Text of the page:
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Abstract #3529

The traveling heads: Qualitative and quantitative evaluation of multicenter brain imaging at 7 Tesla

Maximilian N. Voelker1, Oliver Kraff2, Daniel Brenner3, Astrid Wollrab4, Oliver Weinberger5, Moritz C. Berger6, Simon Robinson7, Wolfgang Bogner7, Christopher Wiggins8, Robert Trampel9, Tony Stöcker3, Thoralf Niendorf5,10, Harald H. Quick2,11, David G. Norris2,12, Mark E. Ladd2,6, and Oliver Speck4,13

1Erwin L. Hahn Institute for Magnetic Resonance Imaging, University Hospital Essen, University of Duisburg-Essen, Essen, Germany, 2Erwin L. Hahn Institute for Magnetic Resonance Imaging, University of Duisburg-Essen, Essen, Germany, 3German Center for Neurodegenerative Diseases (DZNE), Bonn, Germany, 4Otto-von-Guericke-University, Magdeburg, Germany, 5Berlin Ultrahigh Field Facility (B.U.F.F.), Max-Delbrueck-Center for MolecularMedicine, Berlin-Buch, Germany, 6Medical Physics in Radiology, German Cancer Research Center (dkfz), Heidelberg, Germany, 7High Field MR Center, Department of Biomedical Imaging and Image-guided Therapy, Medial University of Vienna, Vienna, Austria, 8ScanNexus, Maastricht, Netherlands, 9Max Planck Institute for Human Cognitive and Brain Sciences, Leipzig, Germany, 10Experimental and Clinical Research Center, a jointcooperation between the Charité Medical Faculty and the Max Delbrück Center for MolecularMedicine, Berlin, Germany, 11High Field and Hybrid MR Imaging, University Hospital Essen, University Duisburg-Essen, Essen, Germany, 12Donders Centre for Cognitive Neuroimaging, Nijmegen, Netherlands, 13Leibniz Institute for Neurobiology, Magdeburg, Germany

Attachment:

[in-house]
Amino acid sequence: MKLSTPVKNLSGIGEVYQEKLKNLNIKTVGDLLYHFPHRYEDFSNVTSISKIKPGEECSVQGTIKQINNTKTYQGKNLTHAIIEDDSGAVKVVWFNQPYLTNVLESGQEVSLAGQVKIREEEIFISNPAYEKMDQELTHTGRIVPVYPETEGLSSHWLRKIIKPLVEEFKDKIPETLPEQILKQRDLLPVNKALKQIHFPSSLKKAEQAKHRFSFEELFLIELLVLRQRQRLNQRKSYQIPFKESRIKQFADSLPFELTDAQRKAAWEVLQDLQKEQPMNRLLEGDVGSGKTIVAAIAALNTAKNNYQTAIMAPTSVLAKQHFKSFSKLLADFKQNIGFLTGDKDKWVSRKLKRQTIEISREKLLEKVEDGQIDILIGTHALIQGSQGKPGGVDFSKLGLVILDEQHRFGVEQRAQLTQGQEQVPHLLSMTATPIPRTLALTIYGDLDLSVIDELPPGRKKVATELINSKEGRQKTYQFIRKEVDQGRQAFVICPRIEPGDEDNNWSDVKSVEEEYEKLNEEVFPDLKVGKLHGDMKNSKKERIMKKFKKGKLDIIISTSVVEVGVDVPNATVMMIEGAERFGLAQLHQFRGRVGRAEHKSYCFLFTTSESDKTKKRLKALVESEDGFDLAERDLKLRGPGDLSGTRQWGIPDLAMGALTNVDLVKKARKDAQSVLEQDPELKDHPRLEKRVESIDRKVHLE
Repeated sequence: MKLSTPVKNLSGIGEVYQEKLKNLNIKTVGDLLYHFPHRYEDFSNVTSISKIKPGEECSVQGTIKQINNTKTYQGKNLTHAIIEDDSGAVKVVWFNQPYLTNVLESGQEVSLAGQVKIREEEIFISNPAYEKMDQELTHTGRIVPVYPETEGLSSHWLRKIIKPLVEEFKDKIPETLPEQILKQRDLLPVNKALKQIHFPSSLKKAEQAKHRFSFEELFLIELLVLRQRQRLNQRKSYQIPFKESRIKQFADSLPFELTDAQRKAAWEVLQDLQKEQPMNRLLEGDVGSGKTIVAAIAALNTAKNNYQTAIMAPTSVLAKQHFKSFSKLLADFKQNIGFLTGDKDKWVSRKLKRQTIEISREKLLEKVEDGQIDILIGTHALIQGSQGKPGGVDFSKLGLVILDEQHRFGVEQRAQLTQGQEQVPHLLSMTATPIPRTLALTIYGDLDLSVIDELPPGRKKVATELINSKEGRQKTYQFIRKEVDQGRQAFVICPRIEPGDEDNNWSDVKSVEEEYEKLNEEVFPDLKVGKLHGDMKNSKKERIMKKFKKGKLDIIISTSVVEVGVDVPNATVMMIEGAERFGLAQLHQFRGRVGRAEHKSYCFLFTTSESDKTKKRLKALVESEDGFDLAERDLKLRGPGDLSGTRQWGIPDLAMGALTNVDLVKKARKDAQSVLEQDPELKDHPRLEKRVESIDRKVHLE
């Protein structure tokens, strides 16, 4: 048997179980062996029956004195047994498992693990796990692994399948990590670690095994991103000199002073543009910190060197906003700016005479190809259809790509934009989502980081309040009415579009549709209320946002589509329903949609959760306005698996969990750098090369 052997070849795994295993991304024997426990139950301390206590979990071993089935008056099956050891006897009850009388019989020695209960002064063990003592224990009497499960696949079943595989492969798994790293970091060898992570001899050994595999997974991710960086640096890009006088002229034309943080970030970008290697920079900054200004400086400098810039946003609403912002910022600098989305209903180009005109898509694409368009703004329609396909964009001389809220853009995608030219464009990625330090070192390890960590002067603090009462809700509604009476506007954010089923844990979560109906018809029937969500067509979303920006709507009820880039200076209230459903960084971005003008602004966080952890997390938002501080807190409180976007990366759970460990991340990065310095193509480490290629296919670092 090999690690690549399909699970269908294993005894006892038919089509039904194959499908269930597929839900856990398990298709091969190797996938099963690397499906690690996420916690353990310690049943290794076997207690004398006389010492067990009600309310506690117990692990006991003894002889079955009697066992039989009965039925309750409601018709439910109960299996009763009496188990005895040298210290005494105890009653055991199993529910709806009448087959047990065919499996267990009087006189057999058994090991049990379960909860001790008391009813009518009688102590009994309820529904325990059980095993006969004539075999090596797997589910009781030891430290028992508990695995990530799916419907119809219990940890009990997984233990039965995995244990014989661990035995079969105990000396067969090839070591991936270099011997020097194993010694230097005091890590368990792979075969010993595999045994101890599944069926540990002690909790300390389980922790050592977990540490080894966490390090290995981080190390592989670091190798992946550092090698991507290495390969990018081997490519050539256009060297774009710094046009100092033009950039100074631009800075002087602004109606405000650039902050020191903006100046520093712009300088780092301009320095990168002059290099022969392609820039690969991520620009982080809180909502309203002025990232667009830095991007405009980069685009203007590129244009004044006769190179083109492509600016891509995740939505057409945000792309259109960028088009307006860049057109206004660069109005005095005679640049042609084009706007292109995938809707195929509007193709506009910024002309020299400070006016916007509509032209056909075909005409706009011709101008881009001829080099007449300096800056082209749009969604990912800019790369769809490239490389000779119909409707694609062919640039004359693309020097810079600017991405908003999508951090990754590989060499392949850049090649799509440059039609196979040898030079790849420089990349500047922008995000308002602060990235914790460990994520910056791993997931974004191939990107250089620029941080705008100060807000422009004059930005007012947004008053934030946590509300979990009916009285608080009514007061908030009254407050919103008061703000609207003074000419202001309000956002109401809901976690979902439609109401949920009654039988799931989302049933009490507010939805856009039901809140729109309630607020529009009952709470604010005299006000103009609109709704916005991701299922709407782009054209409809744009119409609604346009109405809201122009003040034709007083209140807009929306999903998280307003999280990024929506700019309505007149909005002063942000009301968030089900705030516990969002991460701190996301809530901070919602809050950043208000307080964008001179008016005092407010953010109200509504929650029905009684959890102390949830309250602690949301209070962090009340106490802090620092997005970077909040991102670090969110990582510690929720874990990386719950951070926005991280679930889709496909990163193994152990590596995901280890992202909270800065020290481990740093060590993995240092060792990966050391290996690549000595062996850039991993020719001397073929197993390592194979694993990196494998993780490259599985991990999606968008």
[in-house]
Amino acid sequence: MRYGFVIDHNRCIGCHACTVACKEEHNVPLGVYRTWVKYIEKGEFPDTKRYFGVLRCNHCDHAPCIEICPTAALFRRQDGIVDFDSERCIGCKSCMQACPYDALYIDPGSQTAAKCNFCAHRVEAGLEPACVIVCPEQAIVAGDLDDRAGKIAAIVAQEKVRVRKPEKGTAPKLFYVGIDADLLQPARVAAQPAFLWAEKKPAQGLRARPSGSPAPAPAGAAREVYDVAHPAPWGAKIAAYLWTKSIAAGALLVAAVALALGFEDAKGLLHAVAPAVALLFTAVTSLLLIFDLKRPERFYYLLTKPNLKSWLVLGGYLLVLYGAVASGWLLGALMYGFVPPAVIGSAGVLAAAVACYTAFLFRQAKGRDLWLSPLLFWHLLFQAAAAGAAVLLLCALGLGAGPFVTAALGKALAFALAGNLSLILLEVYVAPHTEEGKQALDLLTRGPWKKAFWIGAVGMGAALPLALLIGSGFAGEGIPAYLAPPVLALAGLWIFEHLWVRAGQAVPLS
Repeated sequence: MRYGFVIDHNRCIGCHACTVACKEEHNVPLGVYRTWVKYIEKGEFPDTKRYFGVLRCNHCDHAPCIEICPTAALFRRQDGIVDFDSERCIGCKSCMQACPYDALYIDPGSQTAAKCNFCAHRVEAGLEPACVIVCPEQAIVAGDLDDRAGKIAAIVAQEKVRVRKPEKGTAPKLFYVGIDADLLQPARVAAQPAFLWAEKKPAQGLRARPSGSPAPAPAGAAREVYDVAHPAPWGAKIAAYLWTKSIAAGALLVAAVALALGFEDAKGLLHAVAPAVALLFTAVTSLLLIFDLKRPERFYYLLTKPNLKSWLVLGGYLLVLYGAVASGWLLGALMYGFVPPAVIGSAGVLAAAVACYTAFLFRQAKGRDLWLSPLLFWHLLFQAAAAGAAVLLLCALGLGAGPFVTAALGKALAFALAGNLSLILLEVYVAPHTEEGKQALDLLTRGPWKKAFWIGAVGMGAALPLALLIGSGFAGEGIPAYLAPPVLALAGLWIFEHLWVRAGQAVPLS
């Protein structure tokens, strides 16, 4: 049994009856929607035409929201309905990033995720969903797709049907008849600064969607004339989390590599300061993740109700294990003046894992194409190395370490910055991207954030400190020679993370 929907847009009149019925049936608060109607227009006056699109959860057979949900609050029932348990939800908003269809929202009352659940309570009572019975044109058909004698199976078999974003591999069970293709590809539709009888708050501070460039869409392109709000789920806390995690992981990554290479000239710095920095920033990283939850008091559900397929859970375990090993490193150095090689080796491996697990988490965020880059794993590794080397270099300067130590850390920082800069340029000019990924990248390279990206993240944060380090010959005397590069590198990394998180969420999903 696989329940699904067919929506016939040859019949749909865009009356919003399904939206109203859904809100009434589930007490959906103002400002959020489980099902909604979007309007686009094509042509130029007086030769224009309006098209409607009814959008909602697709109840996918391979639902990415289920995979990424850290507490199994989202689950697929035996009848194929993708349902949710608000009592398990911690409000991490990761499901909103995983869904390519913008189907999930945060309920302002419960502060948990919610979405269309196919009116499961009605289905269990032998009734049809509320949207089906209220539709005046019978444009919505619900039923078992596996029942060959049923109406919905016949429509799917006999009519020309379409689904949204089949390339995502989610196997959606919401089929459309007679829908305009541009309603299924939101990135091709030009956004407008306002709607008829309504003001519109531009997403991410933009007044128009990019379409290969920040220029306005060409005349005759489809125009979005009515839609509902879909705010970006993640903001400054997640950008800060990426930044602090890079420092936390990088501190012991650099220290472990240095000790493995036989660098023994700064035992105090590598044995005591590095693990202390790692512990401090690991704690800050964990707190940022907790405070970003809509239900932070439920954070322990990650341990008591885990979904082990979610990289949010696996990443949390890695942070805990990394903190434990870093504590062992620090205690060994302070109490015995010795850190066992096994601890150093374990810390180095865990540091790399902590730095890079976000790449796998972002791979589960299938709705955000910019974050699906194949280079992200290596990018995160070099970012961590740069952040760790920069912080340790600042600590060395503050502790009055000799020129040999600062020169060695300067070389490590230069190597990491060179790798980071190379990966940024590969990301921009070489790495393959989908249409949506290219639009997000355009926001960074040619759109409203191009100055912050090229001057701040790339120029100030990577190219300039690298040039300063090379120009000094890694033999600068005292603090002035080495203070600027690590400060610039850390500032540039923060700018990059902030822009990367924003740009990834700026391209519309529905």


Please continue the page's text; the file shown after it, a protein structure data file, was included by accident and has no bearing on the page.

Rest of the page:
The “traveling heads” is an experiment started in 2014 to assess the comparability and reproducibility of multicenter human brain imaging at 7T. This is of particular interest as 7T MRI is currently being discussed to become a clinical system in the very near future. The number of installations continues to increase, with currently approximately 60 research sites in operation worldwide. As an advantage, this new technology provides higher SNR, yet the artifact-to-noise ratio is also increased. This can influence the image quality severely and may be different at individual UHF sites, where system hardware differences could diminish reproducibility.

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